NMR-based metabolomic profile of cold stun syndrome in loggerhead <i>Caretta caretta</i>, green <i>Chelonia mydas</i>, and Kemp’s ridley <i>Lepidochelys kempii</i> sea turtles in North Carolina, USA
15 November 2019Niemuth, Jennifer; Harms, Craig; Macdonald, Jeffrey; Stoskopf, Michael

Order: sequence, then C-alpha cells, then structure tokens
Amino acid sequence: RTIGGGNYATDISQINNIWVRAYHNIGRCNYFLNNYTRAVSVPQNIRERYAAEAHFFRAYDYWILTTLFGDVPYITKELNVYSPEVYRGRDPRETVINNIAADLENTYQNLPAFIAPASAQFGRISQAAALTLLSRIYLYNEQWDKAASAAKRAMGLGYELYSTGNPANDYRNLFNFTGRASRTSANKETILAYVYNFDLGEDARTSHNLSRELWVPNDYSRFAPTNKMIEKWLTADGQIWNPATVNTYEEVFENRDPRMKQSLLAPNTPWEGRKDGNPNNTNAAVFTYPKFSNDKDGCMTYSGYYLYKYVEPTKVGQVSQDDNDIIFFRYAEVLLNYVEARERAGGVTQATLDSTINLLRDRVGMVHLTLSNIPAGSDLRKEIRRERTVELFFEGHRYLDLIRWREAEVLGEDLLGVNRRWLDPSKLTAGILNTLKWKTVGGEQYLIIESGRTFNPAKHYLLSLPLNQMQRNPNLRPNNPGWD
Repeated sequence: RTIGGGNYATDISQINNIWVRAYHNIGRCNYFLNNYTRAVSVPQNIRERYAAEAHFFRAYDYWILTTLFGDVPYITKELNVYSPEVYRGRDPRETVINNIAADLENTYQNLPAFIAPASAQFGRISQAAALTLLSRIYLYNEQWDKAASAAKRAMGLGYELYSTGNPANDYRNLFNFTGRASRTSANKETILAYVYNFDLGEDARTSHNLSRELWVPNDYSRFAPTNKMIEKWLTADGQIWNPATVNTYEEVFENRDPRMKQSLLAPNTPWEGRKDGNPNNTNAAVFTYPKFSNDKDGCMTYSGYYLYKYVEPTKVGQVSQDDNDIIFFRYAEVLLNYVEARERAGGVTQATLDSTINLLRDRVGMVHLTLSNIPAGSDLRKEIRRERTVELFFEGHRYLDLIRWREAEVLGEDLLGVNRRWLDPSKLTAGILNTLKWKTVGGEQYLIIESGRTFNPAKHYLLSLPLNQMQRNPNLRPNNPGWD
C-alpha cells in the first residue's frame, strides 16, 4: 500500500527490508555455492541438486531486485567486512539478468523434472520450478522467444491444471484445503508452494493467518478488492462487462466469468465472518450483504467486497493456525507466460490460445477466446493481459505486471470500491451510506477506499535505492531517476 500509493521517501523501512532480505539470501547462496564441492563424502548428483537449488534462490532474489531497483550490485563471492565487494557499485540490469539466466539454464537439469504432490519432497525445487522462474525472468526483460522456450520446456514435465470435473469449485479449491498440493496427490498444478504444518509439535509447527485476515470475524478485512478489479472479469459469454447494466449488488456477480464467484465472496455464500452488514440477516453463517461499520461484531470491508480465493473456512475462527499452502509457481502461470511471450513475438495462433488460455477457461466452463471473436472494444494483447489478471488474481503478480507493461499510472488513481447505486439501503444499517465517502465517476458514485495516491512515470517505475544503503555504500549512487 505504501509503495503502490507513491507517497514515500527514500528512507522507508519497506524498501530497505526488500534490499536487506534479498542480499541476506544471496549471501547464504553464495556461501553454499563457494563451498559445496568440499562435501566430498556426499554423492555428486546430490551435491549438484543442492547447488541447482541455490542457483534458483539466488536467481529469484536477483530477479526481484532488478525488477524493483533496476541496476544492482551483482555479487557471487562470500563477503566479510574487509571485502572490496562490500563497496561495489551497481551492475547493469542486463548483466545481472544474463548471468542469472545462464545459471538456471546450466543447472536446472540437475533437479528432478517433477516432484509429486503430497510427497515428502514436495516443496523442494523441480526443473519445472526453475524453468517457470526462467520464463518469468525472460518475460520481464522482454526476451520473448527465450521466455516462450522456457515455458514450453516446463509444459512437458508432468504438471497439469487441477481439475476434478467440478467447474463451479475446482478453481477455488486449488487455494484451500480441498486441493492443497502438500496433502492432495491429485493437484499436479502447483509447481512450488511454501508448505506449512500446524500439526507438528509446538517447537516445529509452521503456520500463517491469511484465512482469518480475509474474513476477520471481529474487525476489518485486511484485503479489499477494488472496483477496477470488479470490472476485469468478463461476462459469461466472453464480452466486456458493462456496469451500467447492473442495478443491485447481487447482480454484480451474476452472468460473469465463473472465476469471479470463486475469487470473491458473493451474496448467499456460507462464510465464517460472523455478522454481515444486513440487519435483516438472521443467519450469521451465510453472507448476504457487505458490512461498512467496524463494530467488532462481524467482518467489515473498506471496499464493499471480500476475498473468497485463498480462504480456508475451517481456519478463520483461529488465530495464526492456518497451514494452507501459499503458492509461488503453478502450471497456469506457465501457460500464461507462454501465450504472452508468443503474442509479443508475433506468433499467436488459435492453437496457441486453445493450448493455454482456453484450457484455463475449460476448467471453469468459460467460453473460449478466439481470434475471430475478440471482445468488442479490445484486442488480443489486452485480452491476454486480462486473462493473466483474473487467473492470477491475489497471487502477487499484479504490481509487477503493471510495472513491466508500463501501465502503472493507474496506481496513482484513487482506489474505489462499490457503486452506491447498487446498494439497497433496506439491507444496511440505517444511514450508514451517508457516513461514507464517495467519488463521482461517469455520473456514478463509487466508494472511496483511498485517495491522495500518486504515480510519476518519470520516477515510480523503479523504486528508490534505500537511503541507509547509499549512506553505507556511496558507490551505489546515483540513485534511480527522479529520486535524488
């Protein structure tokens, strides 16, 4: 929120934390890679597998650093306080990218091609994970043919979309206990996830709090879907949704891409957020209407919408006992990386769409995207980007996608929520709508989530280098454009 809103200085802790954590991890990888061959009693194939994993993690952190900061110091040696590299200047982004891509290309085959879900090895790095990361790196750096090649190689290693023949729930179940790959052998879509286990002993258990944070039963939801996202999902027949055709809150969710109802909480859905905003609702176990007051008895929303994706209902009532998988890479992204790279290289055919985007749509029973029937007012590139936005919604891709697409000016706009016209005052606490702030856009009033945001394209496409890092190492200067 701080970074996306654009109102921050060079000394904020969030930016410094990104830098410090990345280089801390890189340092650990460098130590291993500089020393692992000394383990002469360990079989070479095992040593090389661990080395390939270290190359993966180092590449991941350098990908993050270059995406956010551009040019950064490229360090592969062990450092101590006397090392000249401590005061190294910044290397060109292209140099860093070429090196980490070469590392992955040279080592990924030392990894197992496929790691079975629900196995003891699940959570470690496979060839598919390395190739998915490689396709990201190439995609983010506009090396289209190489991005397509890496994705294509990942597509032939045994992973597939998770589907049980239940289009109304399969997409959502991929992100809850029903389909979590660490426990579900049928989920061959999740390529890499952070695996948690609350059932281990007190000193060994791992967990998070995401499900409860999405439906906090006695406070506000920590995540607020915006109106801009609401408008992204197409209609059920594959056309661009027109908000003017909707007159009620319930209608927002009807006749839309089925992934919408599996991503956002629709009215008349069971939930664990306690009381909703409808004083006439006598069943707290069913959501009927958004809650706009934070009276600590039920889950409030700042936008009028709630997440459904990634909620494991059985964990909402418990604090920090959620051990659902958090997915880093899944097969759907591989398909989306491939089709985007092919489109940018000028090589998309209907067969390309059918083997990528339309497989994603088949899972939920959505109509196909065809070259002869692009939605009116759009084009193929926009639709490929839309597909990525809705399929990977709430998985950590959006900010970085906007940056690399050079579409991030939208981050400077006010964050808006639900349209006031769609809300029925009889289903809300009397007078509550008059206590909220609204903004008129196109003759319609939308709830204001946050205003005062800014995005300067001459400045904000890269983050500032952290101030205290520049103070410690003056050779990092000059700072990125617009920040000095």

In North Carolina, winter weather events causing sea surface temperatures to acutely drop below approximately 12 °C may result in strandings of threatened loggerhead Caretta caretta, green Chelonia mydas, and endangered Kemp’s ridley Lepidochelys kempii sea turtles due to cold stun syndrome. Clinically, these turtles have been shown to have metabolic and respiratory acidosis. The purpose of this study was to apply NMR-based metabolomics to further our understanding of the pathogenesis of cold stun syndrome in sea turtles. Heparinized whole blood and plasma samples were collected from apparently healthy loggerhead (whole blood n = 8), green (whole blood n = 12, plasma n = 10), and Kemp’s ridley (whole blood n = 14, plasma n = 10) sea turtles. Blood and plasma samples were also collected from juvenile, in-water or beach-cast cold stun affected sea turtles (loggerhead n = 9, green n = 11, Kemp’s n = 6). We identified 18 metabolites in our spectra including amino acids, energy compounds, glycerol, ketone bodies, nucleosides/nucleotides, organic acids, and osmolytes. There were several significant differences between metabolites in control and affected turtles, likely secondary to anorexia, such as differences in dimethyl sulfone, glycerol, leucine, isoleucine, and trimethylamine N-oxide concentrations. Significant differences in multiple metabolites related to exertion and anaerobic metabolism included concentrations of acetate, creatine, lactate, and succinate. Changes in glycerol and propylene glycol concentrations suggest some metabolic changes may have cold protective properties. The primary metabolomic findings were consistent with what is known about clinical biochemistry and blood gas panel perturbations in cold stun affected turtles. This study provides a baseline for the metabolic profile of control and cold stun affected sea turtles in North Carolina and we have identified several metabolites worthy of further investigation with regards to their roles in hypoxia, ischemia, and reperfusion.